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|1962|| IBM 1301|
|1st disk drive with flying magnetic heads and one head per disk surface,|
Why It's Important
The 1301 disk drive was a next generation of disk drive that followed the RAMAC. This device totally changed the concept of the disk drive to one with a head per surface with spacing set by flying heads on the spinning disk surfaces which has endured ever since. This design offered greatly increased capacity and much faster access time than the RAMAC 350, allowing real time applications in addition to capabilities to provide more complex business data processing. The 1301 technical advances and performance capabilities opened up the computer industry to the real potential of magnetic disk storage.
The American Airlines Sabre system, for on-line real time airline reservations in the United States was the driving applications opportunity at which the 1301 was targeted.
The 1301 Disk Storage Unit began as the ADF (Advanced Disk File) in 1955 based on a a flying head per surface with perpendiular magnetic ecording usung probe heads and oxidized steel disks. A January 1960 audit concluded that the three new technologies it incorporated
1. a flying heads
2. a high-speed high accuracy hydraulic acyuator
3. perpendicularl magnetic recording
had not been integrated and tested sufficiently under laboratory conditions. In order to speed progress perpendicular recording was dropped and a number of personnel changes were made including: Al Shugart as Engineering Manager, Jack Harker as Air Bearing Development Manager of head-disk flying heads and Al Hoagland as Magnetic Recording Technology Manager. A return to longitudinal recording was made, the universal method used for drums, disks and tape.
The basic concepts of this disk drive were proposed by Jake Hagopian who realized the RAMAC design was a one of a kind approach and much shorter access times and higher densities would be required. His notebook as early as September of 1954 shows a flying head as well as a head per surface comb access.The major technical innovation of the 1301 was the the flying head. Jake Hagopian first thought of this and demonstrated the principle to everyone in the laboratory. He also chose the original approach of using perpendicular recording which in essence made him the "inventor" of the first disk drive with a head per surface. It was Harker's team including Russ Brunner, Bill Gross, and Ken Haughton that did the fundamental research to define stable regimes for such air bearing flying heads.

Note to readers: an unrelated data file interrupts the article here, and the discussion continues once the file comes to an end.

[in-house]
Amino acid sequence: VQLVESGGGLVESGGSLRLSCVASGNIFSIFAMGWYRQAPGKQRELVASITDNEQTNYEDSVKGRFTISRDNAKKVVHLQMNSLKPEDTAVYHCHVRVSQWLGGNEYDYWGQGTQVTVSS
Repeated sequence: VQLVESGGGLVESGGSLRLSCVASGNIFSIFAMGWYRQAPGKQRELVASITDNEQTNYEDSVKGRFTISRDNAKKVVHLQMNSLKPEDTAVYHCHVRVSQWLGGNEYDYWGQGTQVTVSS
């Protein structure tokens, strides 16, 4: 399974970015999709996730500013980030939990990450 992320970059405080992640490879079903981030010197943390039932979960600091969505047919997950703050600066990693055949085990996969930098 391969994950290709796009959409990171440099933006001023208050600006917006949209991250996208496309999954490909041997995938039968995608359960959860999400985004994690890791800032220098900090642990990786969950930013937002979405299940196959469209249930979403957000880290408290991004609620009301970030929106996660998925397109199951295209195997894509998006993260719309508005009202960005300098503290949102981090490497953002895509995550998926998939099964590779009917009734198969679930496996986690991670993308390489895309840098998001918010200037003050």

The first models of the 1301 were announced on June 2, 1961. However, the first model of a head per surface disk drive was for the IBM Stretch system at Los Alamos which due to schedule actually required an implementation of the design with pressurized air bearing heds on each disk surface.
IBM Archives 1301 SiteProvenance note: This page was originally authored by Al Hoagland; his last approved revision was version 23
IBM San Jose, A Quarter Century Of Innovation”, David W. Kean, 1977, CHM accession number: 102687875
"History of Magnetic Disk Storage Based on Perpendicular Magnetic Recording," A. Hoagland, IEEE Trans Mag, Jul 2003
[Bashe86] Bashe et al, "IBM;s Early Computers," The MIT Press, Cambridge MA, 1986.
Latest page update: made by tom94022
, Oct 1 2012, 4:39 PM EDT
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|tom94022||First Shipments||0||Mar 9 2010, 2:39 PM EST by tom94022|
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The first shipment of a head per surface disk drive was the IBM 353 Disk File shipped as part of the IBM 7030 Stretch System shipped to Los Alamos on or about April 16, 1961 [see: http://archive.computerhistory.org/resources/text/IBM/Stretch/102636400.txt]. The file had been announced as part of the 7030 on September 27, 1960 [see: IBM Archive].
Shipments of the 1301 to customers began in the third quarter of 1962; an engineering model shipped to IBM Poughkeepsie for use in developing the Sabre system on or about May 31, 1961 [see: IBM Archive]
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|tom94022||First hydrodynamic air bearing||1||May 22 2008, 2:14 PM EDT by tom94022|
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